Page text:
When most people hear the word, “Sushi”, they immediately think of raw fish. In truth, dishes made with raw fish are called “Sashimi”. What defines Sushi is any dish made with vinegar rice, which may or may not include raw fish. Although in today’s society you will find Sushi served most often in a Japanese restaurant, it actually dates back to 7th Century China. It was the way of preserving fish! As the Chinese people didn’t have modern day refrigerators, they used the natural process of fermentation.
To complete the Sushi-making process, only rice and salt were needed. The result was delicious fish, causing Sushi to grow in popularity.
In the 1800s, Sushi was made in narezushi process, which lasted for months. When it came time to eat the rice was thrown out and only the fish eaten. As time passed Sushi became a really popular food choice in both China and Japan. So it eas possible to buy sushi as a snack during intermission at the various theaters, like a popcorn nowadays.
Later people began experimenting and discovered that by making the rice with a little vinegar the same sour taste was produced and better yet, the fermentation time was dramatically reduced to one or two days. So rice can be eaten together with fish.
The popularity of Sushi is greater now than ever. People are much more health conscious and enjoy the fact that Sushi is low fat, loaded with nutrients, and easy and quick to make. Since sushi is often served raw, no cooking fat is introduced during its preparation. A typical serving of Sushi consists of 8 to 10 pieces, which is around 350 to 400 calories. Because of the fish, Sushi is high in protein and an excellent source for Omega 3 fatty acid. From the seaweed used in Sushi along with the rice, this food is also rich in iodine and complex carbohydrates. Morover, true wasabi has anti-microbial properties and may reduce the risk of food poisoning.
Types of sushi
The common ingredient across all kinds of sushi is sushi rice. Variety arises from fillings, toppings, condiments and preparation. Traditional versus contemporary methods of assembly may create very different results from very similar ingredients. Chirashizushi (“scattered sushi”) is a bowl of sushi rice topped with a variety of sashimi and garnishes (also refers to barazushi). Ingredients can be uncooked and arranged artfully on top of the sushi rice in a bowl, this is called Edomae chirashizushi, or cooked and ingredients mixed in the body of rice in a bowl, this is called Gomokuzushi. [pic][pic]
A version of inarizushi is a Hawaiian speciality, it includes green beans, carrots, and gobo along with rice, wrapped in a triangular aburage (fried tofu) piece. Makizushi (“rolled sushi”), Norimaki ( “Nori roll”) or Makimono (“variety of rolls”) is a cylindrical piece, formed with the help of a bamboo mat, called a makisu. Makizushi is generally wrapped in nori (seaweed), but is occasionally wrapped in a thin soy paper, cucumber, or parsley. Makizushi is usually cut into six or eight pieces, which constitutes a single roll order.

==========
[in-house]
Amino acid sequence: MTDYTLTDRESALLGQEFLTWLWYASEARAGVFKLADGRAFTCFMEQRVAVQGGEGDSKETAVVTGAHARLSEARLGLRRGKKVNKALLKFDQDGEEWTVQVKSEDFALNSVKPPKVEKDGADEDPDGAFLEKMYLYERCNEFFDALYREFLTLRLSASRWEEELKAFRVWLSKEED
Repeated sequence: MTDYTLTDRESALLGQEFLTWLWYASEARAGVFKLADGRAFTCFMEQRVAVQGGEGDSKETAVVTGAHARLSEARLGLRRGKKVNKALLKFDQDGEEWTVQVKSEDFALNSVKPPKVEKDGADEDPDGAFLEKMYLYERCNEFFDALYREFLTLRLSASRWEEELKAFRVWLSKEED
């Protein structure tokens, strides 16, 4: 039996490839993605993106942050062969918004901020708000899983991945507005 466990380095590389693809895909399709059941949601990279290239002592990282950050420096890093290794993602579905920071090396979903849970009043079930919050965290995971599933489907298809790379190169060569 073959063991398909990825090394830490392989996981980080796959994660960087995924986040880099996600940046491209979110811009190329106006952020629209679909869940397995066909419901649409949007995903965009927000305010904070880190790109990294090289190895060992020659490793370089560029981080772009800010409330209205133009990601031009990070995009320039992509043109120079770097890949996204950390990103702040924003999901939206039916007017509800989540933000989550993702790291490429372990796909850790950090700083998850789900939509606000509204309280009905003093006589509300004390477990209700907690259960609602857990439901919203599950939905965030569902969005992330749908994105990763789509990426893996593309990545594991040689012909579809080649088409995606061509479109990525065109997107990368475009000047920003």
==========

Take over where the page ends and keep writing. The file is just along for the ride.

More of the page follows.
Narezushi, comparing it to other types, has a long time of preparation – six months. fish is pressed in between layers of salt and left for months to ferment So this is a traditional type of fermented sushi. it has a unique taste not usually appreciated by Westerners. Oshizushi is a pressed sushi. Block-shaped pieces are formed with the help of wooden mold. The increasing popularity of sushi around the world has resulted in variations in western countries. As the ingredients they use cucumber, avocado, cream cheese, carrots, spicy tuna, beef or chicken etc.. Gari (sweet, pickled ginger) is eaten with sushi to both cleanse the palate and aid in digestion. In Japan, green tea (ocha) is invariably served together with sushi.
Soy sauce is the usual condiment, and sushi is normally served with a small sauce dish. Traditional etiquette suggests that the sushi is turned over so that only the topping is dipped; this is because the soy sauce is for flavoring the topping, not the rice, and because the rice would absorb too much soy sauce and would fall apart. Toppings which have their own sauce (such as eel) should not be eaten with soy sauce. Traditionally, the sushi chef will add an appropriate amount of wasabi to the sushi while preparing it, and etiquette suggests eating the sushi as is, since the chef is supposed to know the proper amount of wasabi to use.
However, today wasabi is more a matter of personal taste, and even restaurants in Japan may serve wasabi on the side for customers to use at their discretion, even when there is wasabi already in the roll. The wasabi should not be mixed with the soy sauce, as this dulls the flavor of the wasabi. Traditional nigirizushi is made so that the entire piece can be consumed in one bite, and etiquette considers this the correct way to eat it. Outside of Japan, it is unusual to eat nigirizushi directly with hands. Typically chopsticks are used for sashimi, nigirizushi, makizushi and hands are only used for temaki.